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What is Tennis Elbow?
[Skeletal Arm] Tennis elbow is an injury to the muscles and tendons on the outside (lateral aspect) of the elbow that results from overuse or repetitive stress. The narrowing of the muscle bellies of the forearm as they merge into the tendons create highly focused stress where they insert into the bone of the elbow.
Mechanism of Injury
Injury to the lateral aspect of the elbow is the most common upper extremity tennis injury. Tennis elbow is generally caused by overuse of the extensor tendons of the forearm, particularly the extensor carpi radialis brevis. Commonly experienced by the amateur player, this injury is often a result of (1) a one-handed backhand with poor technique (the ball is hit with the front of the shoulder up and power generated from the forearm muscles), (2) a late forehand swing preparation with resulting wrist snap to bring the racquet head perpendicular to the ball, or (3) while serving, the ball is hit with full power and speed with wrist pronation (palm turned downward) and wrist snap which increases the stress on the already taught extensor tendons.
Medial epicondylitis is less common and characteristically occurs with wrist flexor activity and pronation. Medial epicondylitis can result from (1) late forehand biomechanics where the player quickly snaps the wrist to bring the racquet head forward, (2) the back-scratch or cocking phase when serving, which places tremendous stress on the medial tissues of the elbow, (3) in the right elbow of a right-handed golf swing by throwing the club head down at the ball with the right arm rather than pulling the club through with the left arm and trunk (also referred to as "golfers elbow"), or (4) improper pulling technique with certain swim strokes, especially the backstroke (also referred to as "swimmers elbow").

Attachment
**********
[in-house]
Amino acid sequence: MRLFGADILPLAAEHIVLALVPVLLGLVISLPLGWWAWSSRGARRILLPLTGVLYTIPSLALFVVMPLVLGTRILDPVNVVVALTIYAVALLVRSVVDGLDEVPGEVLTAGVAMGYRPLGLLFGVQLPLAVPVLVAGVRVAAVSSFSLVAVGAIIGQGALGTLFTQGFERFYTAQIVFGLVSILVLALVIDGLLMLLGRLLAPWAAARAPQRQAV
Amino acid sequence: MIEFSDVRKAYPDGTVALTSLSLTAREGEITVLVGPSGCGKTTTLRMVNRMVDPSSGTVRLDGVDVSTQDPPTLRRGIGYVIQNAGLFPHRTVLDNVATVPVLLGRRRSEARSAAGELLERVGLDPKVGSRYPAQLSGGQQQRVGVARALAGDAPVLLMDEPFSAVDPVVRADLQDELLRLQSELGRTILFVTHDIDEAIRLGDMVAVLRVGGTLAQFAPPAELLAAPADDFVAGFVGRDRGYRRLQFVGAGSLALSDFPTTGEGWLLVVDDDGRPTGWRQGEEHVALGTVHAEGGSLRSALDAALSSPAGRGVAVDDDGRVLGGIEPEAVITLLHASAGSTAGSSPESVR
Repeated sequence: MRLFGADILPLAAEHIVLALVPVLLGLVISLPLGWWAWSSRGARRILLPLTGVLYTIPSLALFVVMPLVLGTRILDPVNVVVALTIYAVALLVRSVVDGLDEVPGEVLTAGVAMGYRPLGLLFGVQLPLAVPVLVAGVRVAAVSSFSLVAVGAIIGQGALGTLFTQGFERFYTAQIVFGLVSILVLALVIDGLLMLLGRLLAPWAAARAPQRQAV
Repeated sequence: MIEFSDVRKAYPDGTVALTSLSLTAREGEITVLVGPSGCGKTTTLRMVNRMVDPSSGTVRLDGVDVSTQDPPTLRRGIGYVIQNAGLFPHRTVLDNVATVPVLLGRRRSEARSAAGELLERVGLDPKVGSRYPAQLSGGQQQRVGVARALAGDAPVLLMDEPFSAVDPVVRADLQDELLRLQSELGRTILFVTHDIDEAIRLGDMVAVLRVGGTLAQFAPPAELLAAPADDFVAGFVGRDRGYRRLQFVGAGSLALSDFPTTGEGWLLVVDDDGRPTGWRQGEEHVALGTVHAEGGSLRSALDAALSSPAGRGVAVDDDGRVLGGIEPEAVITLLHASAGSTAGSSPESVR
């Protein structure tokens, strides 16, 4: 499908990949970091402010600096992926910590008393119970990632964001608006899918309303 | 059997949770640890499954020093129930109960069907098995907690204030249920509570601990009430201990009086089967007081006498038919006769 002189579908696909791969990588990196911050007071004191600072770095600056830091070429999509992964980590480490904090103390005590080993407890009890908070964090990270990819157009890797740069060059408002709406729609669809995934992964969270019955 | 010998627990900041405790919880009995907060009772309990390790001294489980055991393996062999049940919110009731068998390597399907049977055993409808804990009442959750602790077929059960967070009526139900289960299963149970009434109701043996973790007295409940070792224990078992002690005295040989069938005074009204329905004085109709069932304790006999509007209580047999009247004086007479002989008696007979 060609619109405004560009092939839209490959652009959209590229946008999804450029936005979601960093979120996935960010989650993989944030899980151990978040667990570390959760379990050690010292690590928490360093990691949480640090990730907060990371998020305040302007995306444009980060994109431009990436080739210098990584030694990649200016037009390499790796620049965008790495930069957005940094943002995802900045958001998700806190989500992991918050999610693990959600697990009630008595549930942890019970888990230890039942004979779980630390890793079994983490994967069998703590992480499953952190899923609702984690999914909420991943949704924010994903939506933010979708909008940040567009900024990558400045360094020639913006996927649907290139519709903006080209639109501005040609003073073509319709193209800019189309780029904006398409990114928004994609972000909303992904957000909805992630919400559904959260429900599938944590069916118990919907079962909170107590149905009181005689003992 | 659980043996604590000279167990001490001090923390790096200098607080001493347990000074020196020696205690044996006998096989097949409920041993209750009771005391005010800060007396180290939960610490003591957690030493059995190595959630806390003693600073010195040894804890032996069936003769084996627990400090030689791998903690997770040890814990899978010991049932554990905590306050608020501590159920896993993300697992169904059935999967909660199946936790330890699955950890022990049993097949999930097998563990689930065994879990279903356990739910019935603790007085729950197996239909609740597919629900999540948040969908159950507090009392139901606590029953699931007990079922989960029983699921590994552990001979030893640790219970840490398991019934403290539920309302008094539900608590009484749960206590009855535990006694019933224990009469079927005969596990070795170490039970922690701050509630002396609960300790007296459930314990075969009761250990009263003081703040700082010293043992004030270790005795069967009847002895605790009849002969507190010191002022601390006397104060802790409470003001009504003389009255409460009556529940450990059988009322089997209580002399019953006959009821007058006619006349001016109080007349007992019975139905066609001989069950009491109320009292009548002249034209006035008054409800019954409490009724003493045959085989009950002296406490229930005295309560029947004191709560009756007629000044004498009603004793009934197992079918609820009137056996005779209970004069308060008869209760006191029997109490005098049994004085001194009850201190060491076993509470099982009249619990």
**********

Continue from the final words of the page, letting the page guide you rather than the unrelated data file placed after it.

It should be kept in mind that elbow epicondylitis is not limited to those persons playing tennis, golf, baseball or swimming and can result from any activity that puts the lateral or medial compartments of the elbow under similar repetitive stress and strain (e.g., hammering, turning a key, screw driver use, computer work, excessive hand shaking).
Signs and Symptoms
Difficulty holding onto, pinching, or gripping objects
Pain, stiffness, or insufficient elbow and hand movement
Forearm muscle tightness
Insufficient forearm functional strength
Point tenderness at or near the insertion sites of the muscles of the lateral or medial elbow
More Information: http://www.nismat.org/ptcor/tennis_elbow/